Dec 2019 Mass Device
The FDA has cleared a second-generation pioezoelectric bone-conduction hearing implant from Cochlear. The Osia 2 system is an active osseointegrated, steady-state implant (OSI) that uses digital piezoelectric stimulation to bypass damaged areas of the natural hearing system to send sound vibrations directly to the inner ear. It is designed to treat hearing loss associated with chronic ear infections, otosclerosis and atresia/microtia. The FDA cleared it for use by adults and children 12 years and older with conductive hearing loss, mixed hearing loss and single-sided sensorineural deafness. The system delivers high power and gain and has a fitting range up to 55 dB sensorineural hearing level, according to the company.
Driven by a wireless digital link, a piezoelectric transducer expands and contracts to create vibrations that stimulate the inner ear while optimising transfer of power and sound quality, according to Cochlear. Piezoelectricity has been used for years in many products like microphones, high-end speakers and medical equipment, but this is the first time it is being used in this type of hearing implant application, the company added. It can amplify high frequencies, the area of sound most important for speech understanding.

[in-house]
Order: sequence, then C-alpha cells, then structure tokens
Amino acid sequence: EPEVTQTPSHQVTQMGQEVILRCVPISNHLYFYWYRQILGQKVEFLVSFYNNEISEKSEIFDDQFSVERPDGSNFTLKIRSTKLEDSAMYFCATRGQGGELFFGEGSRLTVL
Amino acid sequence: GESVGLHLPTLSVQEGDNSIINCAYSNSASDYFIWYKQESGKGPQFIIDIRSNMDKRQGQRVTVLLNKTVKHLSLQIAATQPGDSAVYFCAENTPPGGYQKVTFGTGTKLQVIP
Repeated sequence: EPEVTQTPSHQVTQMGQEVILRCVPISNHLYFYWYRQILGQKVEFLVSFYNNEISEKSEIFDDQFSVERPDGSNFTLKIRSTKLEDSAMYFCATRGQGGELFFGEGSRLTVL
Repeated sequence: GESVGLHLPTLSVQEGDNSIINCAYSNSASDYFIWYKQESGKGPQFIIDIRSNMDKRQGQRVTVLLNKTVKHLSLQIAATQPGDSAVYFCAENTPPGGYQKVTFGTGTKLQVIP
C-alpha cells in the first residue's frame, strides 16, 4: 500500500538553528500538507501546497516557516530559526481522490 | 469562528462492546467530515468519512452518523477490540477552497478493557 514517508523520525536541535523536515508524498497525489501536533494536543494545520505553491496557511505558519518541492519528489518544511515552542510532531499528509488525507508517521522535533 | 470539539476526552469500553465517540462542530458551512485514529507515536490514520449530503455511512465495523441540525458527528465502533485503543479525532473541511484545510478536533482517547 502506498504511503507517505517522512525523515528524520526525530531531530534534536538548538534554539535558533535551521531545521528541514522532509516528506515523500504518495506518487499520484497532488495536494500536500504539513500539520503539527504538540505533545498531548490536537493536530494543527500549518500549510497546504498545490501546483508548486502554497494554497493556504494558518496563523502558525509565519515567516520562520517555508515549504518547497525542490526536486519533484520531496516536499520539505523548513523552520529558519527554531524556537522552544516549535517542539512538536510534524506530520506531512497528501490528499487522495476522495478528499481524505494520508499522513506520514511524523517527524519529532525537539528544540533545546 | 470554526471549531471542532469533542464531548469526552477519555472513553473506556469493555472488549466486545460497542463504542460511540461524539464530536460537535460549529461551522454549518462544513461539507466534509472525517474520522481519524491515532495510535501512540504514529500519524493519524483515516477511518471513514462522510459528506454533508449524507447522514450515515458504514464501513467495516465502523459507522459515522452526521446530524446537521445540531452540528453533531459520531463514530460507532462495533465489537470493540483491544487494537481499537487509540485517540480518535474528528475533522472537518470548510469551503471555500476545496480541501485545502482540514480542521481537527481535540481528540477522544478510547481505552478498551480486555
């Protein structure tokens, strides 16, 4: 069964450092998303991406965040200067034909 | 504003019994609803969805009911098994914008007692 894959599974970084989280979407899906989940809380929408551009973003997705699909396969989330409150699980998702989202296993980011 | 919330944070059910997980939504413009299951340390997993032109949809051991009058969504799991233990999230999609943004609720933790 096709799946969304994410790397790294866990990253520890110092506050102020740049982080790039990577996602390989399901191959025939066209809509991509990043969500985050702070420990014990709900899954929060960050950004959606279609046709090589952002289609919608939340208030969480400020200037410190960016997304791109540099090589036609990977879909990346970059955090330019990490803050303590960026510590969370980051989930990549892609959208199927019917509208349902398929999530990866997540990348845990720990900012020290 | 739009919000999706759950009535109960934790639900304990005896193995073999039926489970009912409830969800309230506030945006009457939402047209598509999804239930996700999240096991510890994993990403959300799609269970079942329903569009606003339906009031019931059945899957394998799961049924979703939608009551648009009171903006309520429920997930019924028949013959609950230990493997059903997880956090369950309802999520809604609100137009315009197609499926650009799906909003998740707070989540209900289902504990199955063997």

A new Osia Smart app lets the user adjust the sound processor from a compatible smartphone or Apple Watch. The Osia 2 sound processor is dust- and moisture-resistant, and comes with an optional waterproof accessory.
Cochlear said it sought clearance for Osia 2 based on the results of a one-year, multicentre clinical investigation on a first-generation device and sponsored research in clinics around the world. The clinical trial showed a significant improvement in patients’ ability to hear in both noise and quiet compared to unaided and aided preoperative testing, the company added. Patients also reported improvement in their overall health-related quality of life.
“We have been working to develop this technology for quite some time,” said Mats Dotevall, Cochlear Acoustics’ director of design and development, in a news release. “Rather than implanting a conventional electromagnetic transducer, we chose to work with piezoelectric material because of its unrivaled suitability for this type of implanted application.”